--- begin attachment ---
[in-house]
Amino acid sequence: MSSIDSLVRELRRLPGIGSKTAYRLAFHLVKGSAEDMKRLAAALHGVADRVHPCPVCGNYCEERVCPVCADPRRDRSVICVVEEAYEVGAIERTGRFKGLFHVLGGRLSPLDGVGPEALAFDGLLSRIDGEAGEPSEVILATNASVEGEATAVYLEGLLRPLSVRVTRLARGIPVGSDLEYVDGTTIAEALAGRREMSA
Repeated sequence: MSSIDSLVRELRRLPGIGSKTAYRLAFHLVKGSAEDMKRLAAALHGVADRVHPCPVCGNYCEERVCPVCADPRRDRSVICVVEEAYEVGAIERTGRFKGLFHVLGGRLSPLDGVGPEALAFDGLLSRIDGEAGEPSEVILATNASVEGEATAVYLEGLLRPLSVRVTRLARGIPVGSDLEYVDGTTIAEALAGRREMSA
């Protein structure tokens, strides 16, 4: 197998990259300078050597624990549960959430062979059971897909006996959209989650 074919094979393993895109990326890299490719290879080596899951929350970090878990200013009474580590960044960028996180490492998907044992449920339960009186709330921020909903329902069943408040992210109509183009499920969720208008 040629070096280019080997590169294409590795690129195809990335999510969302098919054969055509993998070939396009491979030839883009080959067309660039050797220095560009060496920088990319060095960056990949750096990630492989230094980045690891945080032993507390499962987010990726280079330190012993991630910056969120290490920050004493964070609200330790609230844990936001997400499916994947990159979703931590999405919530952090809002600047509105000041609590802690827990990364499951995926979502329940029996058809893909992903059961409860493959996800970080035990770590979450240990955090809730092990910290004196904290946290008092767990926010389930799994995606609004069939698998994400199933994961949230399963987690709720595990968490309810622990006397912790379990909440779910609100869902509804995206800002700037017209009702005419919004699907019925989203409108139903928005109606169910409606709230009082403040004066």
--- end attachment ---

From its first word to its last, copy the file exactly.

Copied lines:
[in-house]
Amino acid sequence: MSSIDSLVRELRRLPGIGSKTAYRLAFHLVKGSAEDMKRLAAALHGVADRVHPCPVCGNYCEERVCPVCADPRRDRSVICVVEEAYEVGAIERTGRFKGLFHVLGGRLSPLDGVGPEALAFDGLLSRIDGEAGEPSEVILATNASVEGEATAVYLEGLLRPLSVRVTRLARGIPVGSDLEYVDGTTIAEALAGRREMSA
Repeated sequence: MSSIDSLVRELRRLPGIGSKTAYRLAFHLVKGSAEDMKRLAAALHGVADRVHPCPVCGNYCEERVCPVCADPRRDRSVICVVEEAYEVGAIERTGRFKGLFHVLGGRLSPLDGVGPEALAFDGLLSRIDGEAGEPSEVILATNASVEGEATAVYLEGLLRPLSVRVTRLARGIPVGSDLEYVDGTTIAEALAGRREMSA
């Protein structure tokens, strides 16, 4: 197998990259300078050597624990549960959430062979059971897909006996959209989650 074919094979393993895109990326890299490719290879080596899951929350970090878990200013009474580590960044960028996180490492998907044992449920339960009186709330921020909903329902069943408040992210109509183009499920969720208008 040629070096280019080997590169294409590795690129195809990335999510969302098919054969055509993998070939396009491979030839883009080959067309660039050797220095560009060496920088990319060095960056990949750096990630492989230094980045690891945080032993507390499962987010990726280079330190012993991630910056969120290490920050004493964070609200330790609230844990936001997400499916994947990159979703931590999405919530952090809002600047509105000041609590802690827990990364499951995926979502329940029996058809893909992903059961409860493959996800970080035990770590979450240990955090809730092990910290004196904290946290008092767990926010389930799994995606609004069939698998994400199933994961949230399963987690709720595990968490309810622990006397912790379990909440779910609100869902509804995206800002700037017209009702005419919004699907019925989203409108139903928005109606169910409606709230009082403040004066």